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Be a developer and don’t die trying: What I have learned after four years working as one


Last monday was my fourth anniversary working at Swapps as a software developer. It was also my four years anniversary working as a software developer at all. Before working here at Swapps, I had some minor works on my university but none related to software development. I started working here on the last month of my career so I have built myself as a developer during my years in this company.

I have been very lucky to be able to work here. First of all, I found great mentors in Andres and Cristian. They both taught me almost everything I know about being a capable and useful developer; even now, after all these years, I keep learning from them. As well, I have been able to work with awesome people, too many to mention but they know who they are, that have also contributed to my growth as a software developer and as a professional.

So, after these four years I would like to share with you, current reader, some tips I have found that have made me a better developer. You may have read some of them in other places and some of them may be new to you. Does not matter, the important thing here is that they are merely opinions and they may not be perfect. Keeping this in mind, let’s start!

1. Keep your own pace

Software developing world is huge. And I mean HUGE. There are so many options, so many languages and libraries that you may be overwhelmed by all the possibilities out there. As well, you will meet incredible people, people that just blow your mind with everything they know about software. This may make you feel small and desperate to learn everything at once. But, that is not a very good idea, because your learning process may be hurt and your knowledge may be incomplete. Keep in mind that those incredible people started as you, learning one thing at a time. As well, remember that everybody has different learning rates and different abilities. Keep learning, keep growing, but always do it at your own pace.

2. Build your bases

One of the characteristics of a good software developer is to be like a swiss army knife: to always have the right tool for the problem. For this reason, we as developers need to know how to use several languages, libraries, infrastructure and other tools that we use on a daily basis.

However, it is a common problem among us that we know what something is doing but not how it is doing it. This may lead to severe performance or security problems just because we used something on the wrong context because it has always worked on similar ones. It is not necessary to know the exact code that is being executed, but it is necessary to at least have a notion of what your code is doing below the surface and how the whole system is going to be affected by it. During these years, there have been countless times where I have faced big issues that appeared after making small modifications in apparently harmless code. Going further, the answer was almost always the same: that harmless code was tied to a very big underneath process that generated a domino effect and killed the site. So, build your bases and make sure what is your code doing and how is it doing it.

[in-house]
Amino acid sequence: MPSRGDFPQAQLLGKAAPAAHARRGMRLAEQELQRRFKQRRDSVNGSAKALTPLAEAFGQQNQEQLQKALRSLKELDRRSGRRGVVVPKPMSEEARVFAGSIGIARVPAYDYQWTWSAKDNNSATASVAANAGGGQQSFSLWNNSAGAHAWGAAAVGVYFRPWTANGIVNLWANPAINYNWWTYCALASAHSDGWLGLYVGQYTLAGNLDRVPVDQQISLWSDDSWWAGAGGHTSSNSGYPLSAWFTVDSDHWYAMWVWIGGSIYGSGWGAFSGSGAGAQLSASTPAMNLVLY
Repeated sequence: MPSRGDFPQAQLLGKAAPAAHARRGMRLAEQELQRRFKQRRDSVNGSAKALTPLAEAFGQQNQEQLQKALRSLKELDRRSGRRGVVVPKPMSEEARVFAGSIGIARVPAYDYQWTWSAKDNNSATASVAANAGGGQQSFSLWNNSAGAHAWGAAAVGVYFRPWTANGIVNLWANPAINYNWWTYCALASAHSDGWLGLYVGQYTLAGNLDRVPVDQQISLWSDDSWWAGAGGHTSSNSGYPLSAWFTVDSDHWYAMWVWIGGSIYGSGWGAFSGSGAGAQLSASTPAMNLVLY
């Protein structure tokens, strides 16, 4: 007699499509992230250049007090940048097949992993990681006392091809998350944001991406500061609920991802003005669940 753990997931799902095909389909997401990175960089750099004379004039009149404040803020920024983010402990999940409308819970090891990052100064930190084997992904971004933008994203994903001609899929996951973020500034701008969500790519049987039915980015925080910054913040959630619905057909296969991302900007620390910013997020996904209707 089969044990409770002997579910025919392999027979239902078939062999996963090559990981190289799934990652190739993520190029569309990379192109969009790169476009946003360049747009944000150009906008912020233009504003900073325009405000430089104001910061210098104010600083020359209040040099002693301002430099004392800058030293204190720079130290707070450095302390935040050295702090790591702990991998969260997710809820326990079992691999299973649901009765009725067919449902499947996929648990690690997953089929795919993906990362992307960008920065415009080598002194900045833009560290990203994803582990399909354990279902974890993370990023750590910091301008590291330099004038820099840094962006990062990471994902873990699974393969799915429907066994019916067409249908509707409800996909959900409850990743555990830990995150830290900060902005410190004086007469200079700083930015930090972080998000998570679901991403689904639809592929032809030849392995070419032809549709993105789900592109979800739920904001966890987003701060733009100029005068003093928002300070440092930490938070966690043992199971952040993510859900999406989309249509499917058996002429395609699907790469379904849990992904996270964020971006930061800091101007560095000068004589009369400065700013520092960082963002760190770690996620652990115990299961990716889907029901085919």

This one is very common so I will be brief: Read the F Documentation! It is incredible how many issues appear just because we do not read the documentation. So, before anything else: RTFD.

4. Learn how to RTFD

This one is even more important than the one before. It is not enough to read the documentation. You need to know what you are looking for, how to interpret it and what to use of everything you read. This may take time, time that you may not have. Also, if it is the first time you are working with the language or the library, it may be confusing. Sadly, this is something you learn to do only by experience. However, there are some guidelines that may be useful to you:

  • Start from the beginning: read the introduction, the installation instructions and the “get started” section if they exist.
  • Check examples: almost all documentations have examples. Start working with the simplest one, understand how it works and then move to the next one, or to the documentation related to what you used on the example.
  • Divide your problem and check how to solve each part of it: you usually need to check documentation for a specific problem or requirement. The thing is that you will never find documentation explicitly for that issue; no documentation has something like “and for the issue that MasterHamster is facing today, this is the solution”. However, you may find documentation about some general usage, like changing a color or hooking a signal after the code execution. Learn how to use these sections of the documentation to fulfill your needs.

5. Be critical about google, SO and other sources

As a developer, google and stack overflow will be your best friends. They will understand your problems when no one else will, they will give you support and they will tell you “hey, you are not alone on this one”.

However, they are telling these things to a hundreds of thousands of developers at the same time so they are not focused on your problems or your needs. For this reason, even if you find useful code on the web, you need to be critical enough to know if it will work, if it will have no further consequences and if it will fulfill your needs. Always assume that this kind of information is just a starting point for you to start developing your solution. Never stick to what you find on the web, make it your own, understand what it is really doing and research what is it using and why. Ask other developers on your team what they think about it and if they have suggestions.